Choosing an Agent to Help with Investment Property Purchases
Choosing an Agent to Help with Investment Property Purchases
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Mar 16,2016

Choosing an Agent to Help with Investment Property Purchases

 

If you have significant purchasing experience, have been a do-it-yourself landlord for a few years, and have plenty of time on your hands you may need no professional assistance at all. However, if this is not the case you might be taking a big risk doing it yourself—in which case hiring a professional would be an excellent idea. The purpose of this article is for you to explore your options so you can make a wise choice.

About the author: I have been a licensed real estate practitioner for 23 years, practicing sales and property management in the Atlanta metropolitan area. While I have worked all across Atlanta, the first property management company I owned was located in East Cobb County where I provided property management services in the cities of Marietta, Woodstock, Cumming, Alpharetta, and Roswell, Georgia. My second property management company, and the one I currently own and operate, is located in North Fulton County and is headquartered in the city of Roswell. It provides property management services in Roswell, as well as the surrounding communities, with a satellite office in East Ellijay, up in the North Georgia Mountains.  This newest company, 3 Options Realty, also offers sales services.  In addition to my professional services I have been investing in residential properties for 19 years.  I’ve learned a few things about this topic and I want to share my experiences with you.
 

Getting to the Problem

Agents are not all the same: When I first entered this profession I discovered rather quickly that not all real estate agents are the same.  That may seem obvious to you but I mention it because I also discovered that many home buyers as well as home sellers didn’t seem to be really concerned about making distinctions between agents—that any agent would do.  This observation about selecting agents applies equally to investors.  

Sales brokerage policies: Most real estate agents rarely have anything to do with leasing and certainly not with property management.  In most brokerage houses, the brokers themselves are unskilled in property management so they steer their agent staff away from that discipline.  Sometimes the broker will allow a sales agent to work with a tenant prospect looking for a home to rent, and occasionally brokers will even let their sales people list a property for rent.  Most draw the line here and do not permit the sales agents to manage the property they have listed.  In the few brokerages that do endorse property management, this duty is handed over to a specialist or a special team of people trained specifically for this and that do nothing but property management.  That is to say that the property management staff does not perform any other real estate duties, including sales.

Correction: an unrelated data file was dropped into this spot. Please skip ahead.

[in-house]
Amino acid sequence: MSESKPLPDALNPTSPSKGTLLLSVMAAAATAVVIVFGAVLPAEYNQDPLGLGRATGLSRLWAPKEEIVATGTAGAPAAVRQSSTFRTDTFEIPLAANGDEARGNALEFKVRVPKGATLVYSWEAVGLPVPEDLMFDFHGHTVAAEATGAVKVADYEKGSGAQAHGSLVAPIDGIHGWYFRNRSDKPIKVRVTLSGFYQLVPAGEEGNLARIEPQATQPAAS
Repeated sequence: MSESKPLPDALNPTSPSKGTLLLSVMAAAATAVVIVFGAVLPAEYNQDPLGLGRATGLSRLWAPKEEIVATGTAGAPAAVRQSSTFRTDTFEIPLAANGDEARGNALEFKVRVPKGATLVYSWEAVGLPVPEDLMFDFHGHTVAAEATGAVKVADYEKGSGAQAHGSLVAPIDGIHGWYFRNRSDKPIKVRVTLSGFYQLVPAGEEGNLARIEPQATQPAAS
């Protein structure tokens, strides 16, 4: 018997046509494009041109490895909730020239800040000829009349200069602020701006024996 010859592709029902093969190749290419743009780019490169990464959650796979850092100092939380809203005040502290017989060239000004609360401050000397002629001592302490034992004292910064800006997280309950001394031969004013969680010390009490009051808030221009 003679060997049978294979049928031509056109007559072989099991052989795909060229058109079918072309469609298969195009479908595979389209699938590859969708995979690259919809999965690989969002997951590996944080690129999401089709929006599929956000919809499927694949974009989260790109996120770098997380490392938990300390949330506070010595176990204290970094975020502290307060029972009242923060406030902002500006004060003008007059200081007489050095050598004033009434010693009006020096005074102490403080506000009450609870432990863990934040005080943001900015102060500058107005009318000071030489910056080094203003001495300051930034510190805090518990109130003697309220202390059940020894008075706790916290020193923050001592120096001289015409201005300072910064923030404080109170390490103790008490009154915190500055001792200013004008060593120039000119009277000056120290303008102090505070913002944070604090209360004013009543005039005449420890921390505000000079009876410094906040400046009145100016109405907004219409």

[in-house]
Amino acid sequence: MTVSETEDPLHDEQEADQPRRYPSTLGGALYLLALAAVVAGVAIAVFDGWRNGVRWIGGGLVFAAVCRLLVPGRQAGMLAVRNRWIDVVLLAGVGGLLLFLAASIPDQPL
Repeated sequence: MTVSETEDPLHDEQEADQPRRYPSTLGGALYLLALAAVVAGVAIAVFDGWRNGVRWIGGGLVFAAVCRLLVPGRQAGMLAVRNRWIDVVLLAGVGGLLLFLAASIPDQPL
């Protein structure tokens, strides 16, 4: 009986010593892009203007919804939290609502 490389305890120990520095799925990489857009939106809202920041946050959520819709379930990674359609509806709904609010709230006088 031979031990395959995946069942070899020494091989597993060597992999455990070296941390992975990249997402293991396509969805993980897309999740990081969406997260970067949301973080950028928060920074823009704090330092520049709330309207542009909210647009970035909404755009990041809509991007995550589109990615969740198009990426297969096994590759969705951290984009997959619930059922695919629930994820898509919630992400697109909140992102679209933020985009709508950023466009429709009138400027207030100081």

Herein lays the problem: If an investor has arranged to work with a traditional sales agent in the purchase of an investment property, it is highly likely that the agent has not been trained and is therefore uninformed about leasing and property management. Be careful, simply asking them if they have sufficient experience might not be the best idea. They might say anything you want to hear just so they can get the sales job. I cannot tell you how many times I have gotten a phone call from investors that have just recently closed on an investment property and they are now looking for property management services.  

The agent goofed: It seems that more often than not there is something about the property that makes it unattractive as an investment property. Often times it’s about the rental price. The sales agent took a shot at guessing what the rental price might be and she missed it by a mile because she does not know the rental market.  That’s a big mistake!  There are other common mistakes besides just missing the rental price.